5 High tone is marked by an acute accent; low toned (toneless) syllables are unmarked (but notice that not all examples are consistently marked for tone in the original source). Throughout this chapter, I refer to any linguistic element that refers to a spatial location as a "locative expression". I will reserve the term "locative" for the combination of a nominal element and a specific locative marker (typically a prefix or a suffix). 1 (2) a. p m bok b. k m bok c. m m bok 6 arm 6 arm 6 arm 'on the arms' 'against, on the arms' 'in the arms' [Luba Kasai L31a; Kuperus & Mpunga wa Ilunga 1990: 10 (glosses added)] As the translations in (1) and (2) show, the specific meaning expressed by a particular locative class may differ from language to language, and can usually only be determined when the semantics of the whole construction is taken into account (see Haddon 1951; Taylor 1996, 2007 for discussion).

6 Consequently, there are few studies which attempt to provide a fine grained semantics of locative prefixes in Bantu languages (but see Barlew 2013; Fleisch 2005, and Chapter 28). However, it is possible to identify certain general, prototypical locative meanings2 associated with the three locative classes. Class 16 typically has an adessive meaning; it expresses close relative proximity, or attachment with contact, and is also used to refer to specific locations. Class 17 is the semantically least specific locative class; it denotes a general location or further relative proximity, and when used with motion verbs, it often translates as "towards" or "from".

7 Class 18 has an inessive meaning and expresses interiority. The locative prefixes of class 16 18 always precede the class prefix of the base noun with which they combine, as well as other "secondary" derivational prefixes, such as the diminutive or the augmentative. However, Bantu languages vary with respect to whether the so called augment, or pre prefix (see Chapter 14), of the base noun remains part of the derived locative. In Bemba, for example, this is not the case; although nouns typically take an augment in Bemba (the base noun from which the Locatives in (1) are derived is inganda in its non locative form), the augment is lost in when the locative prefix is attached.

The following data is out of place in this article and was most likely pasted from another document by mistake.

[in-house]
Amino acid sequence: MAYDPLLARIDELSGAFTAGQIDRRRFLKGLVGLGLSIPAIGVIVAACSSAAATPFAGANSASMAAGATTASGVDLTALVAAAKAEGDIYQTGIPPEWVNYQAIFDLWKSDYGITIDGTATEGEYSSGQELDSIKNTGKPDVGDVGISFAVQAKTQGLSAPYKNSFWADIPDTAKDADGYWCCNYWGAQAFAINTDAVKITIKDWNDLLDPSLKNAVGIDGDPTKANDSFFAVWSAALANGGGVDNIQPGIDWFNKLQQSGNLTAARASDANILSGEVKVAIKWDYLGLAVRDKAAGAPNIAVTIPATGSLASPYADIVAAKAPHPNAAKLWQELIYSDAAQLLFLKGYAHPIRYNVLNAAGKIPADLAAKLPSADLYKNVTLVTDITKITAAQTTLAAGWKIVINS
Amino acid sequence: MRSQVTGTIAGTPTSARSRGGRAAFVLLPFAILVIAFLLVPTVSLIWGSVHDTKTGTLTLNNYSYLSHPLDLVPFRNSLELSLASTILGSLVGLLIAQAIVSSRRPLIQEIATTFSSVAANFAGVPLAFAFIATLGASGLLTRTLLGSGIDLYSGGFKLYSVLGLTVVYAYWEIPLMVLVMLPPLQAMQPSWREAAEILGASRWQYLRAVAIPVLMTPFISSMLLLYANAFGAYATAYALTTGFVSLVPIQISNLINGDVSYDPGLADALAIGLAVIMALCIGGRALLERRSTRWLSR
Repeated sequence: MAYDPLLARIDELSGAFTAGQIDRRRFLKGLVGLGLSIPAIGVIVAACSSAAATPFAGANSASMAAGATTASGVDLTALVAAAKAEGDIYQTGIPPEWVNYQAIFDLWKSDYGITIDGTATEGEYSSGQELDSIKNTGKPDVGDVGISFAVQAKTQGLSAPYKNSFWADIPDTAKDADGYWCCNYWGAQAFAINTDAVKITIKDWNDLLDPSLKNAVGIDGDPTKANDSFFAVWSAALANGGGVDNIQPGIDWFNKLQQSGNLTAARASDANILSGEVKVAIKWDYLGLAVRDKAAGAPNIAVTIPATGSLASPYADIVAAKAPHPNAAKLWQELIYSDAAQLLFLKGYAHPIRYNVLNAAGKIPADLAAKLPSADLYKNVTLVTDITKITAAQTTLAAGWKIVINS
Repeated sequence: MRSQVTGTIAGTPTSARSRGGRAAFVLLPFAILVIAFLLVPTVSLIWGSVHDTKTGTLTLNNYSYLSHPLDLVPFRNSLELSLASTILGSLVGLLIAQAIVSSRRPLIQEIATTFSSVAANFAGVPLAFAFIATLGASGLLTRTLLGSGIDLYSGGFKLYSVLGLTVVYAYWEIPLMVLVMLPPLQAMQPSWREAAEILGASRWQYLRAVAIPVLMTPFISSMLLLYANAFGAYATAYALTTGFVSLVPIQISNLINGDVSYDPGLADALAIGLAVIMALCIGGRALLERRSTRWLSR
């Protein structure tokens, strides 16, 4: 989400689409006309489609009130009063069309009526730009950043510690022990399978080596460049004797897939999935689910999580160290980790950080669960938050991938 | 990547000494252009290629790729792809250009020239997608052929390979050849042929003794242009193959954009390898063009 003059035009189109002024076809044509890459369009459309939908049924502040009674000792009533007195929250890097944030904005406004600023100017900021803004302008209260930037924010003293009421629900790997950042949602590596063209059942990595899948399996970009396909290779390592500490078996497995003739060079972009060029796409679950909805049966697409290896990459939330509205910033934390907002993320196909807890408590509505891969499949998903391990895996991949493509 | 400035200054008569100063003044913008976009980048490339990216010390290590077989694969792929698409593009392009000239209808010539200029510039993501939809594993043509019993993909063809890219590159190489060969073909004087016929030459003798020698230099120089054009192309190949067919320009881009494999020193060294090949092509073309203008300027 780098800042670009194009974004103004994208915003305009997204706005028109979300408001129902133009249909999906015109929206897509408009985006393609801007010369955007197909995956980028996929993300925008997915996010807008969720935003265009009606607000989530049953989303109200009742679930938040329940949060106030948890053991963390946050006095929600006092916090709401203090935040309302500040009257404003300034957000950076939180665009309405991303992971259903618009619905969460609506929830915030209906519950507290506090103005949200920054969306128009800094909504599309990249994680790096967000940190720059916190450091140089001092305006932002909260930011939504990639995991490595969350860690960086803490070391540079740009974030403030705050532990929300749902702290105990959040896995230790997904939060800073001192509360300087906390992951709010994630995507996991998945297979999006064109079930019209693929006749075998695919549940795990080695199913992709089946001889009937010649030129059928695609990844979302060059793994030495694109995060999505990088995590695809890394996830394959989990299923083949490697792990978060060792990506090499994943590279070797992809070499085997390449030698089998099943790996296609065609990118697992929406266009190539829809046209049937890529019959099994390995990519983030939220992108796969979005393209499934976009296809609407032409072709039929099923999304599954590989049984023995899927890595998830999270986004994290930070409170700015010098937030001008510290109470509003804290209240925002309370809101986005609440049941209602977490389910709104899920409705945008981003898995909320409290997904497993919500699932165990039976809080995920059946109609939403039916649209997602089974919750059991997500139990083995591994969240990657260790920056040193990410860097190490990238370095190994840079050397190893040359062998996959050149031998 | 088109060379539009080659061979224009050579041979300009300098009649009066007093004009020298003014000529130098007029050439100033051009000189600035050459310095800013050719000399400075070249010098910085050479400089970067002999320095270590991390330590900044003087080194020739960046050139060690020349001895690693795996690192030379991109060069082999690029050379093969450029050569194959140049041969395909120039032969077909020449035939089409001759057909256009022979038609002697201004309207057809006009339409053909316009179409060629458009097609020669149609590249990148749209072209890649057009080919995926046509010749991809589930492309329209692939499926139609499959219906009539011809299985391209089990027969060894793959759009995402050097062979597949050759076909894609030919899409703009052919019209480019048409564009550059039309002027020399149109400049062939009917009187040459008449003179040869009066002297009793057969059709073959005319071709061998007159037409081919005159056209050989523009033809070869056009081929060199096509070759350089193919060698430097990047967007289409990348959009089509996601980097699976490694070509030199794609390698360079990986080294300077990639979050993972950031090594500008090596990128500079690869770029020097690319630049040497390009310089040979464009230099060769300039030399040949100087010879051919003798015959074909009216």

8 In contrast, the base noun's augment is preserved in Locatives in Herero (R30): (3) a. pondj w b. kondj w c. mondj w pu o n dj w ku o n dj w mu o n dj w AUG 9 house AUG 9 house AUG 9 house at a/the house' to(wards) a/the house' in a/the house' [Herero R30; M hlig & Kavari 2008: 89; Gu rois 2016: 46] There is also variation with respect to whether Locatives themselves can take an augment. In Lamba (M54), this is not possible; for example, the noun icipuna, 'stool' becomes pacipuna in class 16, and an "augmented" locative form such as *apacipuna does not exist (Ziervogel 1971: 371).

9 In contrast, in Haya (JE22), class 16 18 Locatives appear with their own augment; compare ahakitooke, 'on the banana'; omukyaalo, 'in the village' (Trithart 1977: 90). Gr goire (1975) concludes that Locatives in Proto Bantu included two augments, one for the base noun and one for the locative, and she suggests that some Bantu languages may even have preserved both (compare Kinande (JD42) okony mba, o ku o ny mba, 'at the house'; Gr goire 1975: 164). 2. Bantu Locatives are also used to refer to location in time or to express partitivity (see Chapter 28).

10 For reasons of space, I do not discuss these meanings of Locatives in this chapter. 2 The class 16, 17 and 18 locative markers are not only used as secondary prefixes, but can also function as primary noun class markers with a small set of nominal stems. The most common locative nouns are those based on the stems * ntu and * j ma, meaning 'place' (Meeussen 1967: 103; Schadeberg 2003: 82): (4) a. p nt place 'on a place' b. k nt place 'somewhere, elsewhere' c. m nt place 'somewhere inside' [Luba Kasai L31a; Kuperus & Mpunga wa Ilunga 1990: 37 (glosses added)] (5) a.